Here’s your weekly dose of This Week In Digital. Read how Blockchain is transforming food industry, VR is changing the way we shop, and why QA professionals should think big!
Artificial Intelligence and the Future of Humans – Janna Anderson, Lee Rainie and Alex Luchsinger, December 10, 2018.
Digital life is augmenting human capacities and disrupting eons-old human activities. Code-driven systems have spread to more than half of the world’s inhabitants in ambient information and connectivity, offering previously unimagined opportunities and unprecedented threats. As emerging algorithm-driven artificial intelligence (AI) continues to spread, will people be better off than they are today? Some 979 technology pioneers, innovators, developers, business and policy leaders, researchers and activists answered this question in a canvassing of experts conducted in the summer of 2018. The experts predicted networked artificial intelligence will amplify human effectiveness but also threaten human autonomy, agency and capabilities.
Why QA professionals must work on mastering new technologies – Software Testing News, December 11, 2018.
Today’s QA professionals must work on mastering new technologies such as AI, IoT, and blockchain in order to ensure that users will have the best experience possible. For the first time, end-user satisfaction ranks at the top of surveyed professionals’ testing strategy goals. According to the recently-released World Quality Report 2018-19 (WQR), organisations are placing the spotlight on customer experience and experimenting more with artificial intelligence (AI) and machine learning (ML) to help them optimise their testing efforts. Significantly, the report found that 99% of respondents are using DevOps practices. DevOps aims to deliver value to the user as quickly as possible, while keeping quality and security high. This requires more automation, which is essential to speeding up the testing process. However, the WQRnotes that automation is the biggest bottleneck that is holding back QA and testing today.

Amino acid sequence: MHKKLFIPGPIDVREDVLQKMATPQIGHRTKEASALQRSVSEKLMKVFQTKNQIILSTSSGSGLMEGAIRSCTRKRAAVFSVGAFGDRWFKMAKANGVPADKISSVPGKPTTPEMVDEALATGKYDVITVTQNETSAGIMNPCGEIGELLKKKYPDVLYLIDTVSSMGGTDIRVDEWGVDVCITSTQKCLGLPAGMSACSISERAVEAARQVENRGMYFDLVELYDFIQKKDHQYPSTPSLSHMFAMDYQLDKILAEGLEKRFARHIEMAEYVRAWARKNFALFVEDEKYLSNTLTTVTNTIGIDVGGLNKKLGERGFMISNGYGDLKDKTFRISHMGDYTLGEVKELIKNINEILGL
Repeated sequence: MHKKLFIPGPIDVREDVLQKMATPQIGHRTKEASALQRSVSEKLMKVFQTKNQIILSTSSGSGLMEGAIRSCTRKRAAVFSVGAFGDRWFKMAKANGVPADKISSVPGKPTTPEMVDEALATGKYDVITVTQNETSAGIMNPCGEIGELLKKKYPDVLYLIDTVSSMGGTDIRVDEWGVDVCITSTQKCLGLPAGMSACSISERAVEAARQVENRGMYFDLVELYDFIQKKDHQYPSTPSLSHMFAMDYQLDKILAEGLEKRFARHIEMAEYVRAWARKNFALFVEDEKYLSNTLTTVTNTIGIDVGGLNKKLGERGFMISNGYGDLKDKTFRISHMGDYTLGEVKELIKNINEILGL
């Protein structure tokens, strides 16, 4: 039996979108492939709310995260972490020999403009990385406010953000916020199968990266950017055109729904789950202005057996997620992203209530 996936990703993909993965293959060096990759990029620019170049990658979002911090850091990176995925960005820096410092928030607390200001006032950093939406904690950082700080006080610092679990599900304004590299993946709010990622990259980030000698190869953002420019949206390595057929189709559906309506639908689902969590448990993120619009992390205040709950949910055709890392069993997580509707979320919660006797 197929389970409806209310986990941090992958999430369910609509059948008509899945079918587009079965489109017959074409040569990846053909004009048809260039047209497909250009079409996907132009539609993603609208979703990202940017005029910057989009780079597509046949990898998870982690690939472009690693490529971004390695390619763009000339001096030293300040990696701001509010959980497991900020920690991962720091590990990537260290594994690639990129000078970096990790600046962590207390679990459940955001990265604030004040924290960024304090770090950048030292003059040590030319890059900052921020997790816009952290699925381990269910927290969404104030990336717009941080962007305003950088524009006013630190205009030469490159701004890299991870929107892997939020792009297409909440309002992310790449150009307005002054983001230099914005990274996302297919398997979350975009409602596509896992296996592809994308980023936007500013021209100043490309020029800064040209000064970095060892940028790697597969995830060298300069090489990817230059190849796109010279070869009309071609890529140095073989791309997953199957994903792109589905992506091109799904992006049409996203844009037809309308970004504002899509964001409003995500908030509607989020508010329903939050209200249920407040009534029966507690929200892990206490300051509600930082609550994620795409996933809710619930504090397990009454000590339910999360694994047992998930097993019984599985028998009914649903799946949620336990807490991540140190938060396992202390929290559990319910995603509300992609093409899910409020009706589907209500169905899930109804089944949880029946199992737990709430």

Google launches AI program in Thailand to screen for diabetic eye disease – Reuters, December 13, 2018.
Google said on Thursday it had launched an artificial intelligence program in Thailand to screen for a diabetic eye disease which causes permanent blindness. The eye screening program in Thailand follows a similar Google program in India and highlights a push by big tech companies to show the social benefits of new AI technologies. “As a society, we have a responsibility to use AI in the best possible way,” Kent Walker, the company’s Senior Vice President for Global Affairs, said in speech at a Google event in Bangkok on Thursday.
LinkedIn: ‘Blockchain developer’ is the fastest-growing U.S. job – Paul Sawers, December 13, 2018.
“Blockchain developer” is the top emerging job in the U.S, according to data published in LinkedIn’s 2018 U.S. Emerging Jobs report. Blockchain has come a long way since Satoshi Nakamoto developed a cryptocurrency that allowed strangers to conduct financial transactions anonymously and without the need for intermediaries, such as banks. Bitcoin, as the cryptocurrency is known, has emerged from the shadows of the dark web to claim the attention of the global masses, perhaps most notably over the past year as its value has fallen from the giddy heights of nearly $20,000 last December to under $4,000 today.
Facebook: VR will be a daily shopping and socializing tool – Jeremy Horwitz, December 13, 2018.
When Facebook acquired virtual reality headset developer Oculus back in 2014, there was no shortage of speculation that the social network’s goal was to generate advertising revenue inside VR headsets. Backed by a survey of 11,300 people across 11 countries, a newly posted Facebook report for marketers suggests how those dollars will be made: by enabling people to preview purchases without visiting physical stores, and facilitating social connections between far-flung friends and family members.